/* ------------------- begin IP Block script ------------------- Block IP address script Points to php script on blog.racetotheright.com IP addresses are within the script ---------- */ /* -------------------- end IP Block script ------------------- */

Thursday, May 11, 2006

Having power causes you to lose power

--posted by Tony Garcia on 5/11/2006

Sadly KTLK has taken Glenn Beck off of their M-F lineup. Too bad because he has been saying for months what Peggy Noonan says in her recent Wall Street Journal column.
What's behind the president's, and the Congressional Republicans', poll drop? All the bad news that's been noted, from Iraq and Katrina to high spending and immigration. What's behind the bad decisions made in those areas? Detachment from the ground.

Power is distancing.

When you've been in Congress for a while, or the White House for a while, you both forget too many things and learn too many things.

You forget why they sent you. You forget it's not that you're charming and wonderful. You forget it's not you. You become immersed in a Washington conversation, a political conversation, that is, by definition, unlike the normal human conversation back home. To survive and thrive, national politicians have to speak two languages, Here and Home. Actually it's more than two languages, it's two cultures. It's hard to straddle cultures.

But even as you forget a lot, you learn a lot. You get crammed into your head the political realities on the ground around you--how big the minority Democratic bloc in the House really is, how many votes the other team has in what committee, where to go for legal money, how the press will react to any given decision or statement.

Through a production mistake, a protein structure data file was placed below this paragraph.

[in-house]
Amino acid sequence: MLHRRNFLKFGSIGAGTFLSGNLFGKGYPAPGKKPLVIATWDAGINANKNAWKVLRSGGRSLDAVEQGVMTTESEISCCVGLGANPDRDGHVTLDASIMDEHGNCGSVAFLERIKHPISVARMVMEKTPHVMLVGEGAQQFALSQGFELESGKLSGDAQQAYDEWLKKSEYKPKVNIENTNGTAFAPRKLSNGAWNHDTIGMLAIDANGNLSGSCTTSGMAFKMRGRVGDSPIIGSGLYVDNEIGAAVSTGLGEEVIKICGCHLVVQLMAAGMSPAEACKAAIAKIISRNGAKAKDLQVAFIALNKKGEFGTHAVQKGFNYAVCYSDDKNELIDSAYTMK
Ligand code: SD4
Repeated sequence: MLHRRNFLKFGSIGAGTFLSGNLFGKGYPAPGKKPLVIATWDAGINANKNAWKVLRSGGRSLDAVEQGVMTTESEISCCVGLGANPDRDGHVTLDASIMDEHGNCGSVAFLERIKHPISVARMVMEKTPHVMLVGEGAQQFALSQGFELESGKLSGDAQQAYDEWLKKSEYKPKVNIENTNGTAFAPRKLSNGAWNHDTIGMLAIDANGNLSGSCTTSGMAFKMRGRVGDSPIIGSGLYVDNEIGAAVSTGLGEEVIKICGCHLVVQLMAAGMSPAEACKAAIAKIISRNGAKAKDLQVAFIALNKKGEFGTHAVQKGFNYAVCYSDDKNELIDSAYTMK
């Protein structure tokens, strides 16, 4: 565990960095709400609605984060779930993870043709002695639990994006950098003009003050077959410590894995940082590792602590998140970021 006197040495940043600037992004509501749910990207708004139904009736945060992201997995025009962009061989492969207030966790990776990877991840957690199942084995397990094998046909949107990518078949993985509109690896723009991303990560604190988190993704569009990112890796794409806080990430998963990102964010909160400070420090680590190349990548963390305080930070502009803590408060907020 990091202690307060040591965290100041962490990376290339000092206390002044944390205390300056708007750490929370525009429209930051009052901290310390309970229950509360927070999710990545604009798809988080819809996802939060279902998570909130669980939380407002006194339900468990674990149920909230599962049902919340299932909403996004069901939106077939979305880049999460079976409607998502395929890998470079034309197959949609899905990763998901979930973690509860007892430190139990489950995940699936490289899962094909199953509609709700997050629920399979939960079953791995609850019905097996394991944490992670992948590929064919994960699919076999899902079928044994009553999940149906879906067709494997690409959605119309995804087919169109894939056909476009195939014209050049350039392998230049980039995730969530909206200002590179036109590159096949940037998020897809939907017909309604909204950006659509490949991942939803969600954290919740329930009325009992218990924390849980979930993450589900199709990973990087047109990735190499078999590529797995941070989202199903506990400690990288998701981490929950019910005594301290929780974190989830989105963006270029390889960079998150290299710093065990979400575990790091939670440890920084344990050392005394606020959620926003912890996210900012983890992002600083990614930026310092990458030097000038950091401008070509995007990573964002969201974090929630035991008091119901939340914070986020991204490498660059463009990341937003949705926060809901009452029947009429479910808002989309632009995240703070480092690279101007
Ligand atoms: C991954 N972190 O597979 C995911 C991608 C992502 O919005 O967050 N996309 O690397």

In time you know a lot of things the people who sent you to Washington don't know. And you come to forget what they do know. It used to be easy for you to remember that, because it's what you knew too.
When the GOP is talking about 'maybe we should try to cut taxes' instead of 'maybe we should cut spending' you know they are gaining distance from their base. The immigration issue is another example.
But it's also true that the administration and the Congress are losing their base, and it isn't because of the media. Republicans on the ground love to defy the MSM. When the media dislike their guy, they take it as proof their guy is good.
Yep, you got that right. (This is not a dig at her so shut the hell up...) The speeches at the 6th CD convention for Bachmann were exactly echoing this. 'They hate her so she must be good.' They hate many people with a wide range of goodness and badness. From Hitler to Reagan to religion to American xenophobes (they love non-American xenophobes, though). Yep, from evil to greatness to good and bad they (the MSM) hate many. The MSM hating something does not make it a good thing. People need to look at the subject instead of the common enemies.